Warracknabeal business person and reknowned speedway driver Kathryn Wilken-Jackson had the ride of her life on Saturday night at Blue Ribbon Raceway.
Wilken-Jackson is well known in speedway circles for her talent behind the wheel of her Commodore Street Stock and on Saturday night was in a position to have one of the best nights of her career.
“I had been having really good luck in the heats racing against all the boys and had made the shootout for the starting positions in the final and I was rapt just to be able to be up there”, Ms Wilken-Jackson said.
“I had a great run in the shootout and won the front row outside pole, in front of some of the best streetie drivers in the series, it was looking really good for the final”, she said.
As the cars closed up for the green flag Wilken-Jackson got a holeshote on the field and entered turn one down on the pole line, unfortunately thats where it all went wrong. “I remember the start and I got a great run from the green flag and was able to cut down to the pole line and the the next thing I remember was being upside down in the car and ut was very quiet”, she said.
Witness reports say, “that the car apparently hooked the poleline with the left front wheel and turned sideways infront of the remaining field of nine cars and was unfortunately rolled onto its roof, no one is quite sure how many time she went over”, witness Jamie Collins said.
What followed was one of the longest and most carefully orchestrated driver extractions to be done at the race track. One of the first on scene was Richard Wilken, club stalwart and Kathryn’s father, who spent most of the time half inside the car helping to comfort and stablise her as the car was righted so she could be safely removed from the car.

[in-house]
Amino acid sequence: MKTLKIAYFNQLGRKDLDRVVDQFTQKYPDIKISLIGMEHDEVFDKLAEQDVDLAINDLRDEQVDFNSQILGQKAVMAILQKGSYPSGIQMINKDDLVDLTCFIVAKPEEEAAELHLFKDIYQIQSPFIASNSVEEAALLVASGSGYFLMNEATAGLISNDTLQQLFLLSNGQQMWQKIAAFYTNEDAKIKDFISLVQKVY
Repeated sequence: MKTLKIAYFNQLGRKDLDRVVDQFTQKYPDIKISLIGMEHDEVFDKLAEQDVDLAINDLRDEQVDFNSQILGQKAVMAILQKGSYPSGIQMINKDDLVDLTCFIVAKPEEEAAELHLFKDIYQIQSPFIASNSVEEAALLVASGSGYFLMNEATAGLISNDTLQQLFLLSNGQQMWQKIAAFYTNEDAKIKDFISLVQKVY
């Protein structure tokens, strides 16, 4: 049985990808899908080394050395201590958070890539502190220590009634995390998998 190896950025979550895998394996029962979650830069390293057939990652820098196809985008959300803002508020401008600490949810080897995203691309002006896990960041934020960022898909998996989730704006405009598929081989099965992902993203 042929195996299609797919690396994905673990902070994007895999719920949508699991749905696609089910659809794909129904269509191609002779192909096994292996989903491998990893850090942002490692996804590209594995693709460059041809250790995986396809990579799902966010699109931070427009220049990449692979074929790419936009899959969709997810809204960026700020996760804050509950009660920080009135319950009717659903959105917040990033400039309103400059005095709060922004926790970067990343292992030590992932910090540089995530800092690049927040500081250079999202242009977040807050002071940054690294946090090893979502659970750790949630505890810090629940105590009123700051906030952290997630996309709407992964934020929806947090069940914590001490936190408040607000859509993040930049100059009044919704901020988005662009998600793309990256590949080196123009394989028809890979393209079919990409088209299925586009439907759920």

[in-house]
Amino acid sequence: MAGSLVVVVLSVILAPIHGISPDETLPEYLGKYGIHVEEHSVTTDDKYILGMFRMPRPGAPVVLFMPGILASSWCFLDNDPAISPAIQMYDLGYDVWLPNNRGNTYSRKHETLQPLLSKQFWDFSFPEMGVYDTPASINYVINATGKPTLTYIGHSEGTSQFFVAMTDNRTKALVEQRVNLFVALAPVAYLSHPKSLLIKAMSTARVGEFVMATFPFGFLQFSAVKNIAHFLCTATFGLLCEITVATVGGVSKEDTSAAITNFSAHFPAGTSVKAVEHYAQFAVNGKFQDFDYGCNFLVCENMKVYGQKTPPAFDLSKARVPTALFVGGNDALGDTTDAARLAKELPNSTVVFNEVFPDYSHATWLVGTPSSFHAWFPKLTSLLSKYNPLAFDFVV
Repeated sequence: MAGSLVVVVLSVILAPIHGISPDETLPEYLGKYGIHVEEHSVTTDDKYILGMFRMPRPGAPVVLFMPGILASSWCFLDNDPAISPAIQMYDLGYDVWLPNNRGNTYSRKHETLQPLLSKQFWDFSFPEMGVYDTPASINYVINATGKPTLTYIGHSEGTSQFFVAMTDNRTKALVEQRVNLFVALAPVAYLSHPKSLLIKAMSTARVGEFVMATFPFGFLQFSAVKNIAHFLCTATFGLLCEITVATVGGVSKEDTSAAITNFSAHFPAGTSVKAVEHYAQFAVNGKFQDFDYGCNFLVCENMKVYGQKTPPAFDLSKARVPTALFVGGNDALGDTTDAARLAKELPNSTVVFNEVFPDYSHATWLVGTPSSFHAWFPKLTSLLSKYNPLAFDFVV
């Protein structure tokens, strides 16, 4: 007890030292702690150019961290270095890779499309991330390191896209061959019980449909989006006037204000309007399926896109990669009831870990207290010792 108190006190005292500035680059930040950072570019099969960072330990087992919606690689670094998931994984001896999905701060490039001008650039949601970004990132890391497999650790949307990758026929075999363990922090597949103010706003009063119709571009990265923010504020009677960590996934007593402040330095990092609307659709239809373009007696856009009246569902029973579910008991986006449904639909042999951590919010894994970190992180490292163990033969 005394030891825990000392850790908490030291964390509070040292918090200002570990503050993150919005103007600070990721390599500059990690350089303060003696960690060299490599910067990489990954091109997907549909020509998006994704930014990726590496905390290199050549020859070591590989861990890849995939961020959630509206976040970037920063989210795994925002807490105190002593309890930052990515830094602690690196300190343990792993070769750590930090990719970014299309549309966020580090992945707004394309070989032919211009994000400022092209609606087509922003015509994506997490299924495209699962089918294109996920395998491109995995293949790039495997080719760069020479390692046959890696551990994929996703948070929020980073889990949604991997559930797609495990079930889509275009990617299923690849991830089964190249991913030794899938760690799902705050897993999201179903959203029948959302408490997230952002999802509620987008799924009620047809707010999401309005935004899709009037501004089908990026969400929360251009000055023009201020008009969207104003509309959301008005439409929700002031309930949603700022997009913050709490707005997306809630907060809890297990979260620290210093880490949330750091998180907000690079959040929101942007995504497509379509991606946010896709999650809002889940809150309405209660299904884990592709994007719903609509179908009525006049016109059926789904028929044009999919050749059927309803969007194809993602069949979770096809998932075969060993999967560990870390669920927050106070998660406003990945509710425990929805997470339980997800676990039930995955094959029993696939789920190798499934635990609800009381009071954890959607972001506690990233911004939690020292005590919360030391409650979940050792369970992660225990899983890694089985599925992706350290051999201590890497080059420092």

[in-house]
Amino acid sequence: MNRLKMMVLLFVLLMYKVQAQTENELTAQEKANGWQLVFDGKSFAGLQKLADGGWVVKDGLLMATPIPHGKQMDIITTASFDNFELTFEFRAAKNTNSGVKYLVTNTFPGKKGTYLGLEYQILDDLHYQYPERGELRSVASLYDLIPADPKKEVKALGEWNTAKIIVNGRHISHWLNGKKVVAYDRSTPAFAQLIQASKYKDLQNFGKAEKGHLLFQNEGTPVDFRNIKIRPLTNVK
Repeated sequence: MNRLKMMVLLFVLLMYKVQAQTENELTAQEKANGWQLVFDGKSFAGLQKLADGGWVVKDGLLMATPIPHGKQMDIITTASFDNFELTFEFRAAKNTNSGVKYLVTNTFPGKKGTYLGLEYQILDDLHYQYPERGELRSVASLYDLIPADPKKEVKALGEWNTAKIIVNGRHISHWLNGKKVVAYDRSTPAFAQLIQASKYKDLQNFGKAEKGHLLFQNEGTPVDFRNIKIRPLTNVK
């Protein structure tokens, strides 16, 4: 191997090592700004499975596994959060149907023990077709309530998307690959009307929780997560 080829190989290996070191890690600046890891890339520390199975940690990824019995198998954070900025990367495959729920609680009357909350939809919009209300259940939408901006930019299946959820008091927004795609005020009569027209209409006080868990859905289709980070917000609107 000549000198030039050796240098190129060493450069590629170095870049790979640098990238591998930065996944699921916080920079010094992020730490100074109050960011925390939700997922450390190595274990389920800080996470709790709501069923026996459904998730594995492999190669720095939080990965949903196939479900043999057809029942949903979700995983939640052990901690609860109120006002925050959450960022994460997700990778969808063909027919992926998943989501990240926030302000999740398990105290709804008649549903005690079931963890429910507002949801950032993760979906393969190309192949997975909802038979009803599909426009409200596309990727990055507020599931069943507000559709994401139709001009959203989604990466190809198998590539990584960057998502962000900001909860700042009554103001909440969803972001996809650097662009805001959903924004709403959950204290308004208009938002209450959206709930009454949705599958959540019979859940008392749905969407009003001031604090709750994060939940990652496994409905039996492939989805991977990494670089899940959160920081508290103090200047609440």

“One of the first things I remember is dads voice comforting me as this was my first ever rollover and I was in a bit of pain and a lot of discomfort from hanging upside down for so long”, Kathryn said. “I can’t say enough for the help of the safety crew and volunteers for getting me out of the car and credit has to go to the people that develop all our safety gear and helmets as well as the innovations in bar work and all the training our volunteers go through as that is what saves drivers from serious injury”, she said.
“I am gutted for my crew to have to go through what happened because all the work they put in to give me such a great car and this happens its just a sad way to end the night”, she said. Wilken-Jackson was transferred to the Wimmera Base hospital where she spent the night resting and apart from a very stiff neck and back and a bit of bruising is otherwise unhurt and is resting at home.
“I feel sorry for all the crew and Brendan for all the work they will have to do to put the car back togther and to dad I am sorry for the worry I put him and the family through,” she said.
“I will be back”.
SOURCE: Warracknabeal Herald Mar 3, 2017